As seen in the illustration above, our critics' consensus pick for the year's best film was Gravity, which received mentions from four of our five contributing writers, just ahead of All Is Lost and 12 Years a Slave. To see our critics' individual lists, click here.
If you talk to certain auteurs, the current state of cinema is a depressing one. No less than the mighty George Lucas and Steven Spielberg made headlines earlier this year when they declared that Hollywood's business model of churning out creatively impoverished blockbusters was a doomed strategy that will only make the film industry implode.
Other fed-up filmmakers have opted to wash their hands of the industry altogether. Steven Soderbergh made his supposed farewell film, the Liberace biopic Behind the Candelabra, for HBO. Meanwhile, renowned indie film producer Ted Hope announced on his Truly Free Film blog that he will no longer produce films solely for money. "I want to make films that lift the world and our culture higher—and our current way of doing things does just the opposite," he wrote.
In spite of a film industry that seems to be in a creative crisis, there were still plenty of great movies to partake in this year. And in a symptom of a flawed production and distribution model, many didn't make it to Triangle theaters. Here are some of the most notable, films that are worth seeking out at the video store or online.
For starters: the Chinese crime drama Drug War. Directed by Hong Kong action maven Johnnie To (Exiled), this no-nonsense throwback to '80s cops-and-robbers yarns is capped by an intensely choreographed climactic shootout.
A few headscratchers premiered at Sundance earlier this year that didn't make their way into local theaters. Upstream Color, Shane Carruth's long-overdue, no-budget follow-up to his 2004 no-budget, time-traveling debut, Primer, follows two brainwashed people who fall in love while finding out they're not as unstable as they seem. Then there's Computer Chess, a surreal black-and-white comedy from mumblecore director Andrew Bujalski, where an eclectic group of software programmers convene at a 1980s tournament and have their computers duke it out on chessboards.
Director and UNC School of the Arts graduate David Gordon Green took time out from directing stoner comedies to shoot another '80s-set curio. In Prince Avalanche, a remake of the 2011 Icelandic film Either Way (A annan veg), Green casts Paul Rudd and Emile Hirsch as an odd couple who butt heads and eventually bond while painting country highways in Texas.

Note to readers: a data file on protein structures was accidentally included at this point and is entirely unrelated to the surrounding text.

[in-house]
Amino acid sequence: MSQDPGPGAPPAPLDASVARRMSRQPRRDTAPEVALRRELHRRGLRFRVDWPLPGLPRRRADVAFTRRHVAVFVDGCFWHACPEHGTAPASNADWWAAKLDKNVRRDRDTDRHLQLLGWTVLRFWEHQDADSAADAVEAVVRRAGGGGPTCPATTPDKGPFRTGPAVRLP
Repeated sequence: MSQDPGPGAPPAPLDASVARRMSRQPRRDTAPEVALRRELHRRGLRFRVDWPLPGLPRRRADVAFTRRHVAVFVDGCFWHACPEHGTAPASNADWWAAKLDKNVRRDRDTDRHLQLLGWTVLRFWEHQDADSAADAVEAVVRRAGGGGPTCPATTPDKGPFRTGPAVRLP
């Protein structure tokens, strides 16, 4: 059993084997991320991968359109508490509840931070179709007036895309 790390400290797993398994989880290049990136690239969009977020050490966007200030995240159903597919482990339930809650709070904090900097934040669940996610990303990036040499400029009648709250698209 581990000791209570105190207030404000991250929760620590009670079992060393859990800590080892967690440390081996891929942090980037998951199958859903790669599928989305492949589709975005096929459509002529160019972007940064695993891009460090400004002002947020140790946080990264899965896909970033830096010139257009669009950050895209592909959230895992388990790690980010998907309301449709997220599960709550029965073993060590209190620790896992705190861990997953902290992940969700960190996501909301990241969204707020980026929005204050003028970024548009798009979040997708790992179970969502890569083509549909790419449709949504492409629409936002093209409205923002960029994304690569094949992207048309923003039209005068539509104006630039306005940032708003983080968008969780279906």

Some movies that didn't get a full theatrical run here did manage to get a screening. A Band Called Death, a documentary about a '70s black rock trio from Detroit whose music didn't get discovered until decades later, and An Oversimplification of Her Beauty, an experimental, semi-autobiographical tale that can best be described as the black (500) Days of Summer, both played at the Diaspora Festival of Black and Independent Film in Chapel Hill during the fall.
There is a chance that one recently released, must-see movie will show up at Triangle art houses soon. Paolo Sorrentino's The Great Beauty is a Fellini-esque free-for-all where an aging party-boy journalist (the dapper Toni Servillo) travels through Rome, bouncing from one trendy, festive gathering to the next, all while trying to figure out if that's all there is. A visually sumptuous celebration/meditation of life and its discontents, this movie should play here because, quite frankly, it's the best film of the year—and we should be so lucky.
Worst Films of the Year: Being an alt-weekly film critic isn't the cosseted, jet-setting glamour gig it's cracked up to be. For every odd Wes Anderson bonbon or Scorsesian haunch of beef, there are many long, lonely Tuesday nights in suburban multiplexes, watching the cinematic equivalents of hydrogenated oil and Spam. Two of our thus-scarred writers offered their worst of the worst.
Neil Morris: August: Osage County; The Smurfs 2; The Internship ("Google the search term 'awful Vince Vaughn and Owen Wilson movie'"); Planes; Hansel & Gretel: Witch Hunters; Oz the Great and Powerful ("Toto, we're not in the golden age of Hollywood anymore"); The Lone Ranger; RED 2; Last Vegas; Elysium; World War Z; Before Midnight.
Isaac Weeks: Stand-Up Guys and Kick-Ass 2 ("I grouped these two together because their respective screenwriters thought it would be HEELARIOUS to base a comedy scene on a woman being raped."); One Direction: This Is It; Battle of the Year ("Why yes, this WAS the dance movie that featured Chris Brown in a starring role"); R.I.P.D.; After Earth; The Smurfs 2 ("'Who are you, Martin Luther WING?!?' That line will haunt me until the grave."); Runner, Runner; The Host; 21 & Over ("Featuring sexual assault for laughs, a kid's suicidal tendencies used as a forgotten plot point and rampant homophobia. Fun for the whole family").
This article appeared in print with the headline "Feeling Gravity's pull."